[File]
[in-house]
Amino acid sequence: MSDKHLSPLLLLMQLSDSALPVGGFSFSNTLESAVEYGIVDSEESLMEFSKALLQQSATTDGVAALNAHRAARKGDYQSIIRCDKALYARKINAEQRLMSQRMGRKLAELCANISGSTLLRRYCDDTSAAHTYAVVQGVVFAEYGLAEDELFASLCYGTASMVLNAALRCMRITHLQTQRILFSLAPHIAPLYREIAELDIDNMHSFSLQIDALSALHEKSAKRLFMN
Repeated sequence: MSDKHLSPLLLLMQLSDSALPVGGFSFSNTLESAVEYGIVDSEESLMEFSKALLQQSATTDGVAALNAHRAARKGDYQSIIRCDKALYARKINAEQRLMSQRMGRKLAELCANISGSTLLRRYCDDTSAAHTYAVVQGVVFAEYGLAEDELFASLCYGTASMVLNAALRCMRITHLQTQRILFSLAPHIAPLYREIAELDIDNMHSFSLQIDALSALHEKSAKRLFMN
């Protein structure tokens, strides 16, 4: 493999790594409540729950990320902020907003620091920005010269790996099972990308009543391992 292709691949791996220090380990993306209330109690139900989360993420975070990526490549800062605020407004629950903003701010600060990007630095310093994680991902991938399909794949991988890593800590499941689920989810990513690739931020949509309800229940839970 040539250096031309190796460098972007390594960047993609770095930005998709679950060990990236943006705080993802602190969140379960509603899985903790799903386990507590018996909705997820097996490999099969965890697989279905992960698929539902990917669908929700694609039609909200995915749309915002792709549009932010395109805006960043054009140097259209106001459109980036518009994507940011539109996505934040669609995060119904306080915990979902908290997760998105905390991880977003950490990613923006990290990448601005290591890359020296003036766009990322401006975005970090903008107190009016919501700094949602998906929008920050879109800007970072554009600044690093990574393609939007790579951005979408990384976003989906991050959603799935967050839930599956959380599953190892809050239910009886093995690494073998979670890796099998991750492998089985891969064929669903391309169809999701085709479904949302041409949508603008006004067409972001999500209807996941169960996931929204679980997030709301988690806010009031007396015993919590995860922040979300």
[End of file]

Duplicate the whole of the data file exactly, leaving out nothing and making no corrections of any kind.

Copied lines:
[in-house]
Amino acid sequence: MSDKHLSPLLLLMQLSDSALPVGGFSFSNTLESAVEYGIVDSEESLMEFSKALLQQSATTDGVAALNAHRAARKGDYQSIIRCDKALYARKINAEQRLMSQRMGRKLAELCANISGSTLLRRYCDDTSAAHTYAVVQGVVFAEYGLAEDELFASLCYGTASMVLNAALRCMRITHLQTQRILFSLAPHIAPLYREIAELDIDNMHSFSLQIDALSALHEKSAKRLFMN
Repeated sequence: MSDKHLSPLLLLMQLSDSALPVGGFSFSNTLESAVEYGIVDSEESLMEFSKALLQQSATTDGVAALNAHRAARKGDYQSIIRCDKALYARKINAEQRLMSQRMGRKLAELCANISGSTLLRRYCDDTSAAHTYAVVQGVVFAEYGLAEDELFASLCYGTASMVLNAALRCMRITHLQTQRILFSLAPHIAPLYREIAELDIDNMHSFSLQIDALSALHEKSAKRLFMN
């Protein structure tokens, strides 16, 4: 493999790594409540729950990320902020907003620091920005010269790996099972990308009543391992 292709691949791996220090380990993306209330109690139900989360993420975070990526490549800062605020407004629950903003701010600060990007630095310093994680991902991938399909794949991988890593800590499941689920989810990513690739931020949509309800229940839970 040539250096031309190796460098972007390594960047993609770095930005998709679950060990990236943006705080993802602190969140379960509603899985903790799903386990507590018996909705997820097996490999099969965890697989279905992960698929539902990917669908929700694609039609909200995915749309915002792709549009932010395109805006960043054009140097259209106001459109980036518009994507940011539109996505934040669609995060119904306080915990979902908290997760998105905390991880977003950490990613923006990290990448601005290591890359020296003036766009990322401006975005970090903008107190009016919501700094949602998906929008920050879109800007970072554009600044690093990574393609939007790579951005979408990384976003989906991050959603799935967050839930599956959380599953190892809050239910009886093995690494073998979670890796099998991750492998089985891969064929669903391309169809999701085709479904949302041409949508603008006004067409972001999500209807996941169960996931929204679980997030709301988690806010009031007396015993919590995860922040979300």